As the Islamic State claims responsibility for killing more than 30 people in three bomb blasts in Brussels, Europe’s debate over whether to accept the thousands of migrants trying to escape conflict just got more complicated. Many Europeans will fear terrorism – and therefore, migrant Muslims — more keenly than they will empathize with refugees who risk death to reach calmer shores.

And that exposes a deep crisis of European political identity. Deciding whom to include and whom to exclude is an exercise in defining who “we” are as a people. And that’s an ethical question about key moral principles. Which ethical path will Europe take?

In my new book, The Muslim Question in Europe: Political Controversies and Public Philosophies, I examine the political debates about whether and how European societies should incorporate Muslims. That debate reveals an ongoing struggle among three competing visions of what moral principles should guide and define the government, which I label “liberalism,” “nationalism” and “postmodernism.”

Liberalism. Liberalism started as a product and project of the European Enlightenment. Intellectual pioneers  like John Locke, Jean-Jacques Rousseau, and Immanuel Kant worked to discern and articulate universal principles that they believed showed that all people yearn to be free. Liberalism asserts the inherent equality of all persons everywhere. From this fundamental equality it derives an inviolable right of each person to think, worship, work, and live as he or she wishes so long as he or she does not impede another’s right to do the same.

What does this philosophy say about refugees? It dictates that every person fleeing grave danger or persecution deserves safe haven, for as long as the threat remains. Currently, the staunchest defender of the principle is German Chancellor Angela Merkel, who has steadfastly refused to limit the number of refugees that her country will accept. That totaled more than 1 million in 2015. Many refugees and their advocates articulate the same idea when they use slogans like “We are people not passports” or “No human is illegal.”

Merkel has her critics, including within her own party, the Christian Democratic Union (CDU). The CDU suffered historic losses in regional elections held March 13, which many attribute to the open-door policy. Merkel notes, in response, that in all three regions most voters backed parties that do support her policy.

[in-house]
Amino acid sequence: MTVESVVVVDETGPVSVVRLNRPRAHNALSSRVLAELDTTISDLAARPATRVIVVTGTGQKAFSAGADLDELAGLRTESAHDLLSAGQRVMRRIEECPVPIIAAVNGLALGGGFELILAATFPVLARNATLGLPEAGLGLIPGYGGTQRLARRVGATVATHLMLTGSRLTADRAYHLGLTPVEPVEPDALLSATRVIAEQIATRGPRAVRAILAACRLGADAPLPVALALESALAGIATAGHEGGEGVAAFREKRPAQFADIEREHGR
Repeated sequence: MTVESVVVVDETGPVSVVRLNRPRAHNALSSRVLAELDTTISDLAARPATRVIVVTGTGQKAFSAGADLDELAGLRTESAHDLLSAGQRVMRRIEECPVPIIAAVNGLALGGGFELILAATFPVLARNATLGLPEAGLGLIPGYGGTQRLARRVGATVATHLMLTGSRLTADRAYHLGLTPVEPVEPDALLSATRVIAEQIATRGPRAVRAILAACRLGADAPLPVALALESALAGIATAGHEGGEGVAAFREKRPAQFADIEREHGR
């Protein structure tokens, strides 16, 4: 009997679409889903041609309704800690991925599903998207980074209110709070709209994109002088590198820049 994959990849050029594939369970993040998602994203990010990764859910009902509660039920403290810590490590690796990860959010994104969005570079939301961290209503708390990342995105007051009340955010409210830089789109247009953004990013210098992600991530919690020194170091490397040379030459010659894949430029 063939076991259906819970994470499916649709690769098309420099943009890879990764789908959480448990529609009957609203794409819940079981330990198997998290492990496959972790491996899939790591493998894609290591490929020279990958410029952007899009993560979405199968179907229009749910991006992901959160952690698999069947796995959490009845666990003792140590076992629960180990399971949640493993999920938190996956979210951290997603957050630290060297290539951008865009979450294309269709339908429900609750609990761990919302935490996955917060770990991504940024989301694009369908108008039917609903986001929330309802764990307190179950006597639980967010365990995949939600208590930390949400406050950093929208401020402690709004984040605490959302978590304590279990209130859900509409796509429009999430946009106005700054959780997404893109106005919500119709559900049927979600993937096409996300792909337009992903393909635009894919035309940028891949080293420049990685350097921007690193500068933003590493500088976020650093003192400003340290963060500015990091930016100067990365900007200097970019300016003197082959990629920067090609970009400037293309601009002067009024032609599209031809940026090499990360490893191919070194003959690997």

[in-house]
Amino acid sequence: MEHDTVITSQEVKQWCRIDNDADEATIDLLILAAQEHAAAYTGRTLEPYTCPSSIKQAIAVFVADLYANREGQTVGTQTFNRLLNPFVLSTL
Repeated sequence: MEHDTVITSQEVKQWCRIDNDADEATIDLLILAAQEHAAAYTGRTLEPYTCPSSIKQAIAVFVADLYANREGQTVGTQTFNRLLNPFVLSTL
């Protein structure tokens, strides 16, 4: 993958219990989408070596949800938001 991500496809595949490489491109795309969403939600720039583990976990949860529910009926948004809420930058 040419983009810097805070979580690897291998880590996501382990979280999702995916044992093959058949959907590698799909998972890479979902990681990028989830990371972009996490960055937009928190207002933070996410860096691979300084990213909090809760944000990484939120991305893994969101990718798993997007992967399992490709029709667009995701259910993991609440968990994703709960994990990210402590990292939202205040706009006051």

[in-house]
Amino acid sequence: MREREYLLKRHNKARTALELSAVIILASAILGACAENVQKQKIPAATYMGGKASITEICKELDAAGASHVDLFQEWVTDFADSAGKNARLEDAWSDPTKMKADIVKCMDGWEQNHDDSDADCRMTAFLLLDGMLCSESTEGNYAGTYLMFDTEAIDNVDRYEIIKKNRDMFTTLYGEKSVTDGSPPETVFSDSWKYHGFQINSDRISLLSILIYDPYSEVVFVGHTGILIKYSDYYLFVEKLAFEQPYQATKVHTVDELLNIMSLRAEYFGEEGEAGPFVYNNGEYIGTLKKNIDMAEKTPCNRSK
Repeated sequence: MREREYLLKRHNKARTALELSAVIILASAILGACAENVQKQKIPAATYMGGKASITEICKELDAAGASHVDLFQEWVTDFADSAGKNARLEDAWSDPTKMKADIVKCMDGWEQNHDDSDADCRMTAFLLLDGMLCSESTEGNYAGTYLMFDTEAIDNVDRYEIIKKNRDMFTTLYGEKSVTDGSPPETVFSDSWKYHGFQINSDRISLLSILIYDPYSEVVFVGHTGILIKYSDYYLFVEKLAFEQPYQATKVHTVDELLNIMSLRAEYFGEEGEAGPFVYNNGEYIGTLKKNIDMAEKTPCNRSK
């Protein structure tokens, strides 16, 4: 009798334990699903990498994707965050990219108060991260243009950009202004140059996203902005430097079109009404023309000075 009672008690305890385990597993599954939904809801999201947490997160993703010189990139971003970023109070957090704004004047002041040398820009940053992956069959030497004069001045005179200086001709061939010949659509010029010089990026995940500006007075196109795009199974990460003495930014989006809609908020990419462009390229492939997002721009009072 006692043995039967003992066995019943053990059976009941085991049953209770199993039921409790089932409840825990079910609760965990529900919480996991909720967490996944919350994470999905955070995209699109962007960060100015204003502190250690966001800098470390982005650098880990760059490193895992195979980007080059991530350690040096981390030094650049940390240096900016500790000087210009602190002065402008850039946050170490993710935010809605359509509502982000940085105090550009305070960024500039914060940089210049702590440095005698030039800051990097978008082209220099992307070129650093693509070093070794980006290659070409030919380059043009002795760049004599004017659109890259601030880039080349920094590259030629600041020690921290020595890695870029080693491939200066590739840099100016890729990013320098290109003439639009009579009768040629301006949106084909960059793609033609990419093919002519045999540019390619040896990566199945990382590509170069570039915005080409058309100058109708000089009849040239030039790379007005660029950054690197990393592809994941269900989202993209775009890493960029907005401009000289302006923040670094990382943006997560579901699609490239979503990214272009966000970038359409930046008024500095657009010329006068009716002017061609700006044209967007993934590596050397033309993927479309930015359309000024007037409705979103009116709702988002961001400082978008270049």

But many people and governments in Europe oppose the open-door asylum policy. Slovakia, Poland, Hungary and the Czech Republic refuse to accept Muslim asylum-seekers. Hungary, Slovenia and Macedonia went so far as to erect barbed-wire fences to keep out refugees trying to travel through their territories from Greece. France claims it will accept only 24,000 refugees until 2017, and Britain announced it will take 20,000 until 2020.

Even previously magnanimous countries, including Austria and Sweden, have imposed limits for 2016. And on March 18, Merkel herself led the European Union to cut a deal with Turkey to receive returned asylum-seekers from Greece — reducing their number in the E.U. — in exchange for $6.6 billion and visa-free travel for Turks to Europe.

Nationalism.  Most proponents of limits invoke some form of nationalist moral reasoning.

Nationalism emerged in protest against liberal universalism. Coined by Johann Herder in 1774, “nationalism” first came into common political parlance in the middle of the 19th century. Well before that, intellectuals like Herder, Edmund Burke, Johann Fichte, Joseph de Maistre, and Giuseppe Mazzini, all of whom abhorred the French Revolution’s universalism, rejected the Enlightenment’s pivotal notion of a single, universal human nature.